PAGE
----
Thursday, August 11, 2011

Monday, August 8, 2011

Almost 3 Months! or How Academics Rear Children Merely by Reading Books About It

Overnight, this girl has grown up. As I type this, she's *enjoying* tummy time. And this morning at 4:15am I found myself *waiting* for Miss Matty to wake up to nurse. The girl slept nearly 8 consecutive hours! She smiles all the time! She can eat her fists! How did we accomplish these milestones, you ask?

Lately, because I'm a first time parent, I've been reading baby care books. Because I'm an academic, I have to read many of them, and then I have to critique them. The critical exploration of multiple and conflicting perspectives on any particular subject is the hallmark of academic inquiry, right? Right. So here are some results of my current inquiry and some swift book reviews.

The Baby Book by the Dr. Searses: (attachment parenting) "Baby-carrying is a global norm. What? You don't wear your baby in a sling (that coordinates with your sarong) all day long? Bad mommy! Do you at least nurse on demand?" I found this book guilt-inducing and slightly dated ("Tips for Dad"!!). The ink illustrations of the babies, however, are adorable.

Becoming Babywise by some jerks: (a Biblically-based "baby management plan") "Mommy decides when baby sleeps, not baby; put her down and let her cry it out. Also, if you co-sleep with your baby, you are a murderer." I found this book offensive, and not only because it made me feel incompetent (Miss Matty was not sleeping 8 consecutive hours at 8 weeks old). The book begins with a chapter about marriage: apparently, if you don't have a stellar marriage, your children will never sleep through the night. On behalf of the single moms, unmarried het-partners, and same-sex partner parents out there, I call bullshit on this register my distaste for just think that's dumb and offensive. I also take umbrage with the sexist division of labor promoted in the book (not much worse, though more blatant, than the sexist division of labor promoted in the Sears book). Also worth noting: others have found the advice in this book to be downright dangerous.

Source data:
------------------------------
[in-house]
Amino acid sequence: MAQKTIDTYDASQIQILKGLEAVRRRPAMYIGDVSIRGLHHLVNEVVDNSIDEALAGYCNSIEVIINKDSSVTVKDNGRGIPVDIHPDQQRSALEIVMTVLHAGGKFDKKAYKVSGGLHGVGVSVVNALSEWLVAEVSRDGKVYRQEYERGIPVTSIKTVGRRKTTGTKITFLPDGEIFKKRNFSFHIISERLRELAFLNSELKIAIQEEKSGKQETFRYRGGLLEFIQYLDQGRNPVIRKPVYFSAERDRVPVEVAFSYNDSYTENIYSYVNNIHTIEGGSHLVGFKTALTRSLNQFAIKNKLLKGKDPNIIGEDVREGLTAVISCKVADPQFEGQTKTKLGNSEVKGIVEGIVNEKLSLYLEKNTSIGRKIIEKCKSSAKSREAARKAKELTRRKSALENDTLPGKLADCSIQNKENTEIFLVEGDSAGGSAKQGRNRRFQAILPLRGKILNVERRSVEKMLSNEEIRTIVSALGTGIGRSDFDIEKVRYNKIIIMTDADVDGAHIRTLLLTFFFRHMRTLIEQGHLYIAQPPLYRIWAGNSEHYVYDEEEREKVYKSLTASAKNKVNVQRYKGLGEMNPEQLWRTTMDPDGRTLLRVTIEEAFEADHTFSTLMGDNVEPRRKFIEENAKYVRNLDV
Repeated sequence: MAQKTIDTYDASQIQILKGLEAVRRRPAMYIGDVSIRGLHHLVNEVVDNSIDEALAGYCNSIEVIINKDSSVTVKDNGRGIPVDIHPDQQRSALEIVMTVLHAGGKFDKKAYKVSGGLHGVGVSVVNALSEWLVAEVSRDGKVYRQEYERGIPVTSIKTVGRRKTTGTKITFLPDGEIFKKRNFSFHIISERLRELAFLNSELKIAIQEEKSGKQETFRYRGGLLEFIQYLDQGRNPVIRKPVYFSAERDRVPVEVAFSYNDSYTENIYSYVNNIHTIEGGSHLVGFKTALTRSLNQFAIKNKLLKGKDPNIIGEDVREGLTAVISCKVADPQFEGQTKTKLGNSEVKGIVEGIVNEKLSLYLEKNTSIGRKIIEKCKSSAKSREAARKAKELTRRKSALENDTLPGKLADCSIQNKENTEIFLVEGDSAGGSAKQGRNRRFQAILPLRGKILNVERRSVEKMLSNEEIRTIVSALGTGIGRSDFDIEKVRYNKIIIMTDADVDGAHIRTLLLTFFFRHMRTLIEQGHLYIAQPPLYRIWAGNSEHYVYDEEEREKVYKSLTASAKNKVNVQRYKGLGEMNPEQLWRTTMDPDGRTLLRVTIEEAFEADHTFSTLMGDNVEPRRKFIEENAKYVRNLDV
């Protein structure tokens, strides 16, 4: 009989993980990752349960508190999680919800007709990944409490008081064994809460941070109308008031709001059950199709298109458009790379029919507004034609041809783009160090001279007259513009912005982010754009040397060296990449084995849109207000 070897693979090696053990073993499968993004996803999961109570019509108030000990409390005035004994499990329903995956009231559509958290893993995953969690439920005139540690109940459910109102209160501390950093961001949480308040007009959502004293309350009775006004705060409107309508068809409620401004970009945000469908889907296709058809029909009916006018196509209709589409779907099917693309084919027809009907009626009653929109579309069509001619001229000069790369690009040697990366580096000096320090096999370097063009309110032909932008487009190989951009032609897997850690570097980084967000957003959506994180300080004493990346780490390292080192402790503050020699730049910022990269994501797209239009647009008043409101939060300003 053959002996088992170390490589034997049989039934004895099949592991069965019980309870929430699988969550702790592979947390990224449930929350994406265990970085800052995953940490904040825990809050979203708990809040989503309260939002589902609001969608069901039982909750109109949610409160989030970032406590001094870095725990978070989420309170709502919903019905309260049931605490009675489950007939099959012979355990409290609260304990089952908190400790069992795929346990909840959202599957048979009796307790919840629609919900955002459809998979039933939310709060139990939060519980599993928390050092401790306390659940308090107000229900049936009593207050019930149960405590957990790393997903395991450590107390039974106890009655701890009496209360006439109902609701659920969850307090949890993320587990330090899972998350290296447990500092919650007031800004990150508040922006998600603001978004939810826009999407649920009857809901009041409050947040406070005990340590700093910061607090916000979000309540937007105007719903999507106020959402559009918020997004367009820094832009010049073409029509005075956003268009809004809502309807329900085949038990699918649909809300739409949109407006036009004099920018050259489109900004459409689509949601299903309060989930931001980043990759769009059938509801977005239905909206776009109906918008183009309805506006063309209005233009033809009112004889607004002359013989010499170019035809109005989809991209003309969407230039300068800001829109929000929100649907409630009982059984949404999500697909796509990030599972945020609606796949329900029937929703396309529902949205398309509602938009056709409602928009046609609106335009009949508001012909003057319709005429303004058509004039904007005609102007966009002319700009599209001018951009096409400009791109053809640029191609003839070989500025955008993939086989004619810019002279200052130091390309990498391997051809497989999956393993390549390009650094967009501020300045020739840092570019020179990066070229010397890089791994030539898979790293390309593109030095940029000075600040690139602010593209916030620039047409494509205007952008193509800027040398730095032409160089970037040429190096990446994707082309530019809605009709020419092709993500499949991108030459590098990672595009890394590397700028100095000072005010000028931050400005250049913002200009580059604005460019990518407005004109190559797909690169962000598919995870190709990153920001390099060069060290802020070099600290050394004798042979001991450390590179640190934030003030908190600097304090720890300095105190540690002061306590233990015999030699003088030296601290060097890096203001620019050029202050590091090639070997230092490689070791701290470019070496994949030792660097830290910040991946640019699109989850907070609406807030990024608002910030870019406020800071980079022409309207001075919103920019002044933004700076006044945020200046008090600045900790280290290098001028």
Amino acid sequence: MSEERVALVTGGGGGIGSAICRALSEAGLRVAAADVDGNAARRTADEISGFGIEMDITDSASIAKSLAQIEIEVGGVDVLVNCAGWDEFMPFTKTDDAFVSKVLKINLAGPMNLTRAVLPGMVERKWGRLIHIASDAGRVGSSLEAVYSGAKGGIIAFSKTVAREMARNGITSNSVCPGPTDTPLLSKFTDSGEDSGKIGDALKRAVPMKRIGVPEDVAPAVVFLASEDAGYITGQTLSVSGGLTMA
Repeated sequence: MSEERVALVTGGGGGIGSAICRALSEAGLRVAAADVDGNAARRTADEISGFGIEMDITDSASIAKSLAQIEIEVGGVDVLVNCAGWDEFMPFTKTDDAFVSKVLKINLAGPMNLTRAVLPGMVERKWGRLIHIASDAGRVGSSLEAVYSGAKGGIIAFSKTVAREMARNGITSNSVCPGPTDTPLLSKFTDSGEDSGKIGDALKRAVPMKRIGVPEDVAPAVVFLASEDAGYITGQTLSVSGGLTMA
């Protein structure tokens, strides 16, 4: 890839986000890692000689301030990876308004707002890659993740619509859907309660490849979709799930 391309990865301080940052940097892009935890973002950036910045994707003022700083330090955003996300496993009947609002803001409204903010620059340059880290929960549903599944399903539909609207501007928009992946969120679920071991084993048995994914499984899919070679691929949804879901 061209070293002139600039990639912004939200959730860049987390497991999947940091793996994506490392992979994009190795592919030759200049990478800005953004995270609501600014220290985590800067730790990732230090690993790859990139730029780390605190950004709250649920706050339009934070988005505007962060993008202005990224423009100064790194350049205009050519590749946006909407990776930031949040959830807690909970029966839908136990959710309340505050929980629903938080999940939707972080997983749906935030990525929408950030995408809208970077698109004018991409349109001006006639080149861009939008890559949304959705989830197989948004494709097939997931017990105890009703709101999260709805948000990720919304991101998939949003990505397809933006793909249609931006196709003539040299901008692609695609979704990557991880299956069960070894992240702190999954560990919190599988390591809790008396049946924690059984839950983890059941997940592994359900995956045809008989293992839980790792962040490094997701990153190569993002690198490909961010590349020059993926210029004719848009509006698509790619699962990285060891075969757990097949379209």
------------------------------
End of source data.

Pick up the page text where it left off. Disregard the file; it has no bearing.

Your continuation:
The No-cry Sleep Solution by E. Pantley (whose name makes me giggle): by far the most reasonable book I've read. Pantley begins with a chapter on safety--general safety tips, and most relevant to us, safety for co-sleeping. Then she assures me that co-sleeping breastfed babies can learn to sleep through the night. Hurray! This book is full of good advice all motivated by Pantley's absolute rejection of the "cry-it-out" method. Also, she recommends keeping sleep logs for baby, and I admit that I've always loved logging things.

What to Expect the First Year
by an army of baby specialists: encyclopedically helpful. Readable in small doses, like during pumping sessions. I wish I owned a copy of this book and did not have to keep re-checking it out of the public library.

Here's the rub: each of these books had something in it that I needed to learn.

What have we been doing differently, then?
For one thing, Miss Matty now takes regular naps; we are working on getting her to do the eat--wake and play--nap routine. It's true what they say--the more regularly she naps during the day, the better she sleeps at night. It's pretty clear when she needs a nap, too. First, Jacques the Peacock ceases to amuse her. She starts looking as if she's about to wish her psychadelic bee mobile out to the cornfield. Then the genuine stink-eye begins, accompanied by low-grade fussing. If I haven't already, I swaddle her and, if needed, pop in the sucky. At last, the eyes go half-mast. That's my sign to put her in her crib. I rub her nose like you do a horse, and say in my finest Stepford Wives voice, "You might like to go to sleep now."

We are working on teaching her she can sleep by herself, by putting her in her crib for naps, and by putting her in our bed at her bedtime and keeping our bedtime separate. We are also working on giving her good, sustainable sleep associations. And we are working on recognizing when to feed her at night vs. when she's just in one of those light, active sleep cycles where she's restless but not fully awake and hungry. Learning to differentiate between sleeping sounds and awake/hungry sounds has been a challenge, but it makes a huge difference in how often I'm waking to feed her overnight.

Apart from her crib, she loves to nap in her stroller.

She also likes to nap in her sling.